As Eric Boehlert explained yesterday, the revelations of widespread phone-hacking at News of the World -- and News Corp.'s quickly unraveling cover-up -- are starting to look a lot like Rupert Murdoch's Watergate.
But new allegations suggest an increasingly apt comparison to the actions of another right-winger as well: Oliver North. North (who, interestingly enough, is a current News Corp. employee) "shredded stacks of memoranda and messages" in an effort to cover up the Iran-Contra scandal.
Today, the Guardian reported that "[p]olice are investigating evidence that a News International executive may have deleted millions of emails from an internal archive, in an apparent attempt to obstruct Scotland Yard's inquiry into the phone-hacking scandal." According to the Guardian:
The archive is believed to have reached back to January 2005 revealing daily contact between News of the World editors, reporters and outsiders, including private investigators. The messages are potentially highly valuable both for the police and for the numerous public figures who are suing News International.
According to legal sources close to the police inquiry, a senior executive is believed to have deleted 'massive quantities' of the archive on two separate occasions, leaving only a small fraction to be disclosed. One of the alleged deletions is said to have been made at the end of January this year, just as Scotland Yard was launching Operation Weeting, its new inquiry into the affair.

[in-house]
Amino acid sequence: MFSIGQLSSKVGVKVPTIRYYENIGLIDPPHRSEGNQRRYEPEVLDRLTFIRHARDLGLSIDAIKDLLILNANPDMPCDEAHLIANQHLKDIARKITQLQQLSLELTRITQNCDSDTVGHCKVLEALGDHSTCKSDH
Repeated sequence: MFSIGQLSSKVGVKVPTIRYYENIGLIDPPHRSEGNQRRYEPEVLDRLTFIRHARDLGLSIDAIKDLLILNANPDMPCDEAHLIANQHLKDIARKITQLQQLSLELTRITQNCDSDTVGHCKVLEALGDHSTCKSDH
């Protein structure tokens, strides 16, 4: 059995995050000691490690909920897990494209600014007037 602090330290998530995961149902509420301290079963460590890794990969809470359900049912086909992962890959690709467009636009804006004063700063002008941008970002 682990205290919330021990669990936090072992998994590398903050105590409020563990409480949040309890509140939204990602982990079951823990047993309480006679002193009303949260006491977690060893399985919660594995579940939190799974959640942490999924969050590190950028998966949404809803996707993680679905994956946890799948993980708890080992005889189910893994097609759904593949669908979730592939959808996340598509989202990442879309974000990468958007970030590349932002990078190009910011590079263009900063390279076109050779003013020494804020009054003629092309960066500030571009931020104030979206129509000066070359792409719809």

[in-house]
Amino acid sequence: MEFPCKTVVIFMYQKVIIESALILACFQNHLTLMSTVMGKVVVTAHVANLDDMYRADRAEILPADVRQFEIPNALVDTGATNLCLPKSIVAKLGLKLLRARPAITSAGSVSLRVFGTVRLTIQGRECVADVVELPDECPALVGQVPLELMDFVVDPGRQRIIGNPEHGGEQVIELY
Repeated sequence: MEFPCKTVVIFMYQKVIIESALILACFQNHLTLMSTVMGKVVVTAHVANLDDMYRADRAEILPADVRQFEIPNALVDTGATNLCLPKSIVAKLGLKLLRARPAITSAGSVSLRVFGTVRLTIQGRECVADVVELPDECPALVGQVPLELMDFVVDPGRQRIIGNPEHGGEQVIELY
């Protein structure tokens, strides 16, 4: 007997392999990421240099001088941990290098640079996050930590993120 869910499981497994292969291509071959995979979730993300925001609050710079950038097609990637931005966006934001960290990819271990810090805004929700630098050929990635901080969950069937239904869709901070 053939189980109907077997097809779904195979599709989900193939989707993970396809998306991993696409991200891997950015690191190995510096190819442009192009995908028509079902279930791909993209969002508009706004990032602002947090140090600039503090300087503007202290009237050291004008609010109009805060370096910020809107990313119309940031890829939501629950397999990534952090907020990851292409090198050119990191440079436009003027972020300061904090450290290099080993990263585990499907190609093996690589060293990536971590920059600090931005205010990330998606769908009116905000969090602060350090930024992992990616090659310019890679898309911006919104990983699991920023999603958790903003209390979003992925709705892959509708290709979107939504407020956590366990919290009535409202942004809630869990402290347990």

The story gets stranger from there. According to the Guardian, News Corp. "originally claimed that the archive of emails did not exist," and one News of the World editor reportedly insisted "that the emails had been lost en route to Mumbai." Several months ago, News Corp.'s attorney was forced to retract these claims. Still, the Guardian reports that police believe a company executive tried to delete large portions of the email archive before it was handed over to investigators:
The original archive was said to contain half a terabyte of data - equivalent to 500 editions of Encyclopaedia Britannica. But police now believe that there was an effort to substantially destroy the archive before News International handed over their new evidence in January. They believe they have identified the executive responsible by following an electronic audit trail. They have attempted to retrieve the data which they fear was lost. The Crown Prosecution Service is believed to have been asked whether the executive can be charged with perverting the course of justice.